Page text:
memorial day

The Military Working Dog Teams National Monument at night.

The other side has an inscription written by John Burnam. Burnam is a veteran of the Vietnam war with the Army’s 44th Scout Dog Platoon. He worked with 2 different dogs during that period, Timber and Clipper and is the author of 2 books about his experiences, “Dog Tags of Courage” and “A Soldier’s Best Friend.”. “[Clipper] saved my life and saved the lives of others by alerting on ambushes, snipers and booby traps. I wanted to give something back to these animals that have done so much and asked for so little, except for food and water and the love of their handlers,” said Burnam.

The Military Working Dog Teams National Monument is located at JBSA Lackland and maintained by the Airman Heritage Foundation. For more information, please visit the monument’s Facebook page

 

Article sources: Wikipedia.com and the former foundation: jbmf.us.

Christmas and Holiday Pet Care

Merry Christmas from Pepper!
geckoam / Foter / CC BY-NC-ND

There holidays are in full swing – whether you like it or not! If your thoughts have probably turned to traveling to see family, don’t forget to put some thought to your furry family and schedule their holiday pet care.

Christmas and New Year holidays are traditionally the busiest for pet sitters. So take our advice: Book NOW for any pet care visits you need while you’re out of town. You don’t want to be left out in the cold without a care provider for your pet.

Here’s our holiday pet care tips:

1. Don’t rely on the kindness of neighbors. They’re busy with family too. Instead, hire a professional pet sitter.

2. Book now! If you’ve never used a pet care company, give yourself enough time to interview pet sitters – waiting till last minute means you’ll be left with whichever pet sitter is left for your Christmas Day needs.

3. While you’re out shopping for gifts, be sure to stock up on lots of food, treats, kitty litter and the like to make sure your holiday pet sitter has all the supplies they need at hand. Long lines at the stores are the worst at Christmas time. You don’t want your pet sitter spending time in line when they could be cuddling with your fur kid.

MERRY CHRISTMAS!
kaheatheweirdfish / Foter / CC BY-NC-SChristmas is far busier for us so don’t wait – book your pet care today.

You can reserve a pet sitter right NOW for your furry family with Big Paw Pet Care. Simply log into our online reservation system and sign up for a Meet & Greet today!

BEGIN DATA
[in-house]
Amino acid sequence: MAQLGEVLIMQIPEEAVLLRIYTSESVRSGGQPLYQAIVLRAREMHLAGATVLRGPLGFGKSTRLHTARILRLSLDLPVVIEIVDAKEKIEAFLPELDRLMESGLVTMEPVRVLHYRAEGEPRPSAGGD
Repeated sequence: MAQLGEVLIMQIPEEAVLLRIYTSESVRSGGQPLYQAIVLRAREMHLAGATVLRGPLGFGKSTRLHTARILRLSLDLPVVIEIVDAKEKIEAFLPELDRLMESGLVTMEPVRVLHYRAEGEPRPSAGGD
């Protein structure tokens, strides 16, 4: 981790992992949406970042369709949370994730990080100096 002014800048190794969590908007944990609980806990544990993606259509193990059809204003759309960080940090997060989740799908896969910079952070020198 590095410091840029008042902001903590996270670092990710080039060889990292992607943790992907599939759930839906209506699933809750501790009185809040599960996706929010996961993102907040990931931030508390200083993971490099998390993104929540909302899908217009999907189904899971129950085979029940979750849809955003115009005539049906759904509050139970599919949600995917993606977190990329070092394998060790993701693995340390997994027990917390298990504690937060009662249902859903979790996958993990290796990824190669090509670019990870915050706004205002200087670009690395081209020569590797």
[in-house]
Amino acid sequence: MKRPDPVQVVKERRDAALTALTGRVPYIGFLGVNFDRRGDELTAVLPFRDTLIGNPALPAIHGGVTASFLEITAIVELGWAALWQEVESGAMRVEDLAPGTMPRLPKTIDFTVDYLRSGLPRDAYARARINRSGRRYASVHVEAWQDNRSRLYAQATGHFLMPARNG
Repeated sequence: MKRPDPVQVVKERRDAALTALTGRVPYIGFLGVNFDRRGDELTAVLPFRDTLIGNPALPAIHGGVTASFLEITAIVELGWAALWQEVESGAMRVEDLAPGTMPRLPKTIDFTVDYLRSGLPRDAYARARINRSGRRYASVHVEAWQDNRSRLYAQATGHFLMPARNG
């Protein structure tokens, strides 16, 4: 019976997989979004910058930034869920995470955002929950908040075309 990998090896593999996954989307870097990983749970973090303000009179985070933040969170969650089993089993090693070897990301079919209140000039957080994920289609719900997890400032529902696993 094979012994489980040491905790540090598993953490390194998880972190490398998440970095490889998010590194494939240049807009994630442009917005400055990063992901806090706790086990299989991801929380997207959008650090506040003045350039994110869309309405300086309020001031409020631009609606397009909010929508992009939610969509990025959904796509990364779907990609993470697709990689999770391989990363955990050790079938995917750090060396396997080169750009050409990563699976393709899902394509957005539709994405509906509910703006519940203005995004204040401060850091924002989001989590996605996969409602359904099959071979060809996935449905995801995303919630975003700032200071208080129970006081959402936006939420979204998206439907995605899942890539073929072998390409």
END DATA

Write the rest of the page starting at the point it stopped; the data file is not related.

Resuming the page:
Happy HOWL-idays!

Fourth of July: Lost Dogs

You’ve probably heard that more dogs are reported lost on the 4th of July than any other day of the year.

You can imagine a night where the sky explodes with lights and sounds can be unnerving to a dog who spends most evenings curled up at your feet on the floor.

If you’re heading out tonight there are a few precautions you can take to help your pup deal with the festivities outside:

1) Create A Safe Space: If you crate your dog, leave the door open and cover the sides with a blanket and pillows. The den-like set up helps relax your dog and the pillows help absorb some sounds. Throw some treats inside so it’s extra welcoming.

If you don’t crate your dog, you can create the same sort of safe space in any area your dog likes to relax. Improvise a den using chairs and blankets – like when you would camp indoors as a kid.

2) Drown Out The Noise: Symphonic music has a calming effect on dogs. So does white noise (just like us). If you’re leaving, leave the stereo or your cable system’s music channel on classical music, just a tad higher than you may usually listen to when you’re home.

3) Stay Calm, Show The Love: If you’re not heading out, make sure your dog knows that everything is OK. Nothing is more reassuring than lots of cuddling and hugs. Keep your voice calm and reassuring – move slowly about the house, not making any sudden movements that will raise your dogs concern.

Most importantly: Make sure all doors, window and gates are secure before departing.

And if you haven’t done so lately, update your dog’s microchip information with your most current address and phone number.

By making sure your home is set up to be a Pawsitive place, even the furriest members of your family can enjoy this holiday!

John